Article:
By Peter Stern, Philosophy Faculty.
As a human being and a person in the knowledge business both as student and teacher, and as a worshipper of books, and libraries, and book stores, and finally as a great fan of good old Socrates, the creator of the Socratic Method, and founder of western philosophy, I often enough find myself worrying about how the learning process works for I want to continue learning new things as well as hang on to what I’ve already learned.
But you might be asking yourself, my dear, exceptionally sweet, always forthcoming Turtlett, “What’s there to worry about? By your own admission, you’ve got it. You learned what you’ve learned and you’ve then gone ahead and stored your learning where you can summon it up whenever you need it.” “That’s possible,” I might reply, though a more likely response would be that learning’s not quite so easy. Firstly, let me mention that I’m perfectly capable of forgetting things I think I’ve learned; and secondly, if I do forget things, maybe that’s because I didn’t really learn them or learn them as well as I thought I’d learned them. This explanation surely makes a great deal of sense to me, even if my imaginary interlocutor remains entirely unconvinced.
But I also reminded myself that another major cause of my concern stemmed from remembering the example of Socrates and his confession of ignorance. For I can never entirely forget his famous declaimer that he knows he knows nothing. Let’s think about this for a minute. I mean if Socrates says he knows nothing, how can I claim to know so much, indeed, how can I claim to know anything at all? Surely a conundrum of sorts, at least for me, and very possibly somewhere down the road, for you too, my ever thoughtful readers doubling as intrepid explorers and exemplars of critical thinking’s joys.
So, wandering lonely as a cloud over a wine dark sea as more dilemmas leaped out at me like hungry lions waiting for their favorite midday meal, a new thought suddenly flashed in my brain bringing me some small comfort from my concerns. As this new thought increasingly occupied my mind, my worries about learning and knowledge seemed to lessen.
And here’s why. The idea that hit me so suddenly was amazingly simple and yet extraordinarily helpful in sorting out what learning and knowledge are all about, and hopefully you’ll find this idea helpful to you too. Again, the idea is extremely simple or at least simple to state. Here it is. Learning involves seeing patterns in the information or data or material we’re thinking about.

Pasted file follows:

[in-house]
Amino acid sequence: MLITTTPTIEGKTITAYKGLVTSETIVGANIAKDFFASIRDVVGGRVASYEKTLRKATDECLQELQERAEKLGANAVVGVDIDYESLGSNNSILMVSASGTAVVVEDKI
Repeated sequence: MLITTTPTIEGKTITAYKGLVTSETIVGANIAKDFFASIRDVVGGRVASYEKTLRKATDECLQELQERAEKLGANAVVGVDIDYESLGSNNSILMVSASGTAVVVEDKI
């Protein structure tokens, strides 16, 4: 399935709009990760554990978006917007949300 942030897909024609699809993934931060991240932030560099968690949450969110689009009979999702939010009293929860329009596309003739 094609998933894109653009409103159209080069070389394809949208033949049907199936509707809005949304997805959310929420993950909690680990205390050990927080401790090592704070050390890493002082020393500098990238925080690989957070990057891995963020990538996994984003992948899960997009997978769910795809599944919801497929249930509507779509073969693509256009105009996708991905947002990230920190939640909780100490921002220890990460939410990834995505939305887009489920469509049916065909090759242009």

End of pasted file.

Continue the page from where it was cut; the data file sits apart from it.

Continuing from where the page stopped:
In other words, facts are facts and in theory we can approach each fact as an entirely separate sort of thing and commit it to memory. But that’s not learning; it’s memorizing. By contrast, learning entails seeing the connections or patterns between facts or between different things which in turn tells us what they mean. Reading or listening to stories provides a gazillion examples of this sort of experience.
In a story, we’re introduced to a series of main characters who find themselves in a particular setting with a singular goal they’re trying to achieve or an issue they wish to resolve. They create and initiate plans to realize their objective. And at the end of the story we find out whether or not they were successful. In many ways this sounds like Aristotle’s famous statement about stories having a beginning, middle, and end.
Reflecting on a story reveals to the reader or listener how the beginning is linked to the end and how other elements of the story form a variety of patterns. We can notice how two characters operate either in similar or in very different ways. We might even realize that they do both: they act in similar ways but also in contrasting ways. We can discern patterns with respect to the characters and the setting and how the things the characters say foreshadow the story’s end.
I had just such an experience in class the other day watching a film called “A League of Their Own.” Although I had already seen the movie a bunch of times, it was only this week that I noticed early on how the main character, who was the team’s star, was going to get into an increasingly ugly argument with her sister who felt her star studded sib was hogging the stage—or rather, the diamond. This time around I also understood the ending much better as I saw far more clearly the pattern that linked the sisters and thus could appreciate in a deeper way the twist the ending provided.
The same sort of people patterns we see in a movie or novel or short story can also be found in real life whether in the news, in politics, at work, and/or at play. You might also find them in a painting, in a song, or in an amazing cloud formation as you look over Lake Michigan very early in the morning and see the rosy fingered dawn first breaking through the still largely dark night sky.